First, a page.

The Town Slowly Empties: On Life and Culture during Lockdown
Manash Firaq Bhattacharjee
A compelling examination of self and the nation under lockdown...
This seems like a good time to read Manash Firaq Bhattacharjee's book, The Town Slowly Empties, as the pandemic-related events of 2020 seem to repeat themselves in 2021, only in a scarier form. Bhattacharjee's memoir harks back to the beginning of 2020, when life as we knew it suddenly changed.
Written in the form of a journal, it begins on March 23, the day the national lockdown started, and continues until April 14, when the lockdown was extended till May. The intimate and the unanticipated frame Bhattacharjee's reflections - When life is "reduced to a few rooms" and our bodies "forced into confinement", the mind becomes "free to soar." As the machinery of life in capitalism comes to a halt, the sounds of industry and automation give way to the chirping of birds. Pollution levels reduce drastically. Lockdown, Bhattacharjee writes, "returned us to our lost childhood... to birds... to ourselves."
Then new concerns take over. He notes that "when death becomes a statistic, morality turns utilitarian." Few must suffer for the well-being of many. Unsurprisingly, the 'few' are the poor and the underprivileged, who start walking to their homes in rural India in search of a simple certainty - food and shelter.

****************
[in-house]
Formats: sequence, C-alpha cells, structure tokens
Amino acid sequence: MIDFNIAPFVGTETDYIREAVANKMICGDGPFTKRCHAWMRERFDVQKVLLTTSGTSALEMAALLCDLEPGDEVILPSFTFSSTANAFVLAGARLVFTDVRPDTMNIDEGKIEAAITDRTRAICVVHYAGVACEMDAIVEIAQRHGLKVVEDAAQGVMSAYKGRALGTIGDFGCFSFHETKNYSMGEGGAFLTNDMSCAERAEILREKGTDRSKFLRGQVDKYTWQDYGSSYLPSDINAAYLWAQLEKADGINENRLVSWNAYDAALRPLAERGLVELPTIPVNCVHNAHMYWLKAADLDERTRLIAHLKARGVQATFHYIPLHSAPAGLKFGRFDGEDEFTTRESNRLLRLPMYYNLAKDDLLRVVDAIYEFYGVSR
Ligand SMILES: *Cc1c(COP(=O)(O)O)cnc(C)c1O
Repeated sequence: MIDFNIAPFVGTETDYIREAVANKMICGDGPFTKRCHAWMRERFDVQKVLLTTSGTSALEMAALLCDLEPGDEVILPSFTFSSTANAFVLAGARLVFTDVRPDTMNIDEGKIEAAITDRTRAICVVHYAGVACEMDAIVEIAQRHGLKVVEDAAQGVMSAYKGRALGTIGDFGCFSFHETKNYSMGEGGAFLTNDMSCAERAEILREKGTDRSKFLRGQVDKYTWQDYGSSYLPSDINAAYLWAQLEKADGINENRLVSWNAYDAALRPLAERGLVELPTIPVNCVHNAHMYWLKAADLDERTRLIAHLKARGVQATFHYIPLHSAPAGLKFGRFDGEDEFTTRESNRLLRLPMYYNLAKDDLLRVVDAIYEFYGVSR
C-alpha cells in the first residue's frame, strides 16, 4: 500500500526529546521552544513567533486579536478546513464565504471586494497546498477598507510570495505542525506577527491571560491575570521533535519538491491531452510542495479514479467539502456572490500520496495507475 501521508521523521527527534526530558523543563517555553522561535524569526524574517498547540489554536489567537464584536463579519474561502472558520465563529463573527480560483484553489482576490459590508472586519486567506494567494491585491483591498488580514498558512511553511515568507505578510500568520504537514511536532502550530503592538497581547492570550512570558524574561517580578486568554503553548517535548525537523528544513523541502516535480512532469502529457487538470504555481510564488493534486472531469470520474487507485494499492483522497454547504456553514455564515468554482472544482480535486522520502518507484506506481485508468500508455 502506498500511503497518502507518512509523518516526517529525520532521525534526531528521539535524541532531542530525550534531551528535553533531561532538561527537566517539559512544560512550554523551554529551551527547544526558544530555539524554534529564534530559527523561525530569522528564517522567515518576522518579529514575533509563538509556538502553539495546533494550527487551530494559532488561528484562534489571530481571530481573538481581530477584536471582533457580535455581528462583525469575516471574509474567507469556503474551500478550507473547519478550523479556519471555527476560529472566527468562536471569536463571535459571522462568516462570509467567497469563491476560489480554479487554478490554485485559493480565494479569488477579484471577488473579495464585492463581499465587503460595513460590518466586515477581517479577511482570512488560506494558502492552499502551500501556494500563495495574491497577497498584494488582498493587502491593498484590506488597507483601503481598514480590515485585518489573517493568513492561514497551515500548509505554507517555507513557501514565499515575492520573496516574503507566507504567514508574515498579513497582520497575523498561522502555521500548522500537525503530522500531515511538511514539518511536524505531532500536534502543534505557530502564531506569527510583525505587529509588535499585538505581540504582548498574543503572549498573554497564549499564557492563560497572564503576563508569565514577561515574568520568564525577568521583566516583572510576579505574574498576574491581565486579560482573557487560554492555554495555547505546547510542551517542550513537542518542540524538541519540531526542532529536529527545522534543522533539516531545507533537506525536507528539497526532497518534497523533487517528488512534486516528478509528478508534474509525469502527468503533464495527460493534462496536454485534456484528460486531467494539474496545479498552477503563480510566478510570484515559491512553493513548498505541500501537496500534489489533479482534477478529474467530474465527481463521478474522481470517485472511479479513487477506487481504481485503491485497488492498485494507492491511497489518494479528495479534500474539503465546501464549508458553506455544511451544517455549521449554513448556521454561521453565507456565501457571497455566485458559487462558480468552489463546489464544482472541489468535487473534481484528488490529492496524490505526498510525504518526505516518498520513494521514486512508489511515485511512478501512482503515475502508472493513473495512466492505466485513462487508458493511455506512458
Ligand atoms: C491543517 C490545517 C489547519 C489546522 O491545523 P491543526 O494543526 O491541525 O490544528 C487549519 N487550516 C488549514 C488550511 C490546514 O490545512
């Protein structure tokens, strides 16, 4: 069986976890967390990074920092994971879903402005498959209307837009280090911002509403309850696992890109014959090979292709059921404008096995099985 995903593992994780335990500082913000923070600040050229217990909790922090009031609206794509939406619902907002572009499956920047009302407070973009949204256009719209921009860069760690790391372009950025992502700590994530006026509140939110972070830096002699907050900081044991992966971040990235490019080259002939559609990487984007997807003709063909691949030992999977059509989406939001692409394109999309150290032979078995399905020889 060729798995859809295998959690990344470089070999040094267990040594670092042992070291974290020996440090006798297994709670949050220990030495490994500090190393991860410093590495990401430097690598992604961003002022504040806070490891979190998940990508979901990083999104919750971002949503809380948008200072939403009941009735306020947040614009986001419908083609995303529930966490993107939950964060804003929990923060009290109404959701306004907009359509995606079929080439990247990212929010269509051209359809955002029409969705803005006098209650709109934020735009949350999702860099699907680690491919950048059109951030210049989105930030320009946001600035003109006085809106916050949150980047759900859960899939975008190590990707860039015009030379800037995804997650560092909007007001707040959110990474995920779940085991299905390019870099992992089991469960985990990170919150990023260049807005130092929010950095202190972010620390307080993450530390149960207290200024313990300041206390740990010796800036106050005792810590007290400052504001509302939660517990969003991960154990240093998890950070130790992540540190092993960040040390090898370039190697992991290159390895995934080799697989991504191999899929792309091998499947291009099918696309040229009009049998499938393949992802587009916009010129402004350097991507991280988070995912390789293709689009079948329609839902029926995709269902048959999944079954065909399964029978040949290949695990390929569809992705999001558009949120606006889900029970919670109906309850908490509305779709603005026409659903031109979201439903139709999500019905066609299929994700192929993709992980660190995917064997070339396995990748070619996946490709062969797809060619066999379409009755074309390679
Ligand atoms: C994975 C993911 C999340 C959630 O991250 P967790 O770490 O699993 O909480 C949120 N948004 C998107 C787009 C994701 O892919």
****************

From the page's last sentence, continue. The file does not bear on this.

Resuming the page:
The migrant is a recurring figure here - their spirit broods over the text. Sometimes they are the author's acquaintances, like Jerry and Melvin, who work in restaurants he frequents. Sometimes they are strangers - like Bhole Kumar, one among the many construction workers who walked from Delhi to Meerut "fleeing not the virus, but the lockdown"; or Razia Begum, a government schoolteacher from Telangana who rode over 14,00 km to bring her son home from another town.
At times, it is the author himself - a "refugee from erstwhile East Bengal", a "foreigner" in Assam, an outsider by temperament, preferring to meet people "only in memory." To understand the deeper intricacies of this self, Bhattacharjee turns to literature, cinema and music. Through a series of learned reflections - whether on writers like Chaucer, Montaigne, Shakespeare, or on contemporary filmmakers like Werner Herzog, Jafar Panahi, Ritesh Batra - Bhattacharjee displays the fragments of his own self while narrating in tandem the story of our collective self as a fragmented nation, still unable to cure the wounds of caste, communalism and poverty rooted in our past.
It is these intellectual musings that form the ethical core of this pandemic memoir. In Bhattacharjee's hands, the record of the initial lockdown days becomes a compelling account of the "intimate paradoxes" of a country and its people.
The reviewer is a researcher and writer.
Courtesy: THE HINDU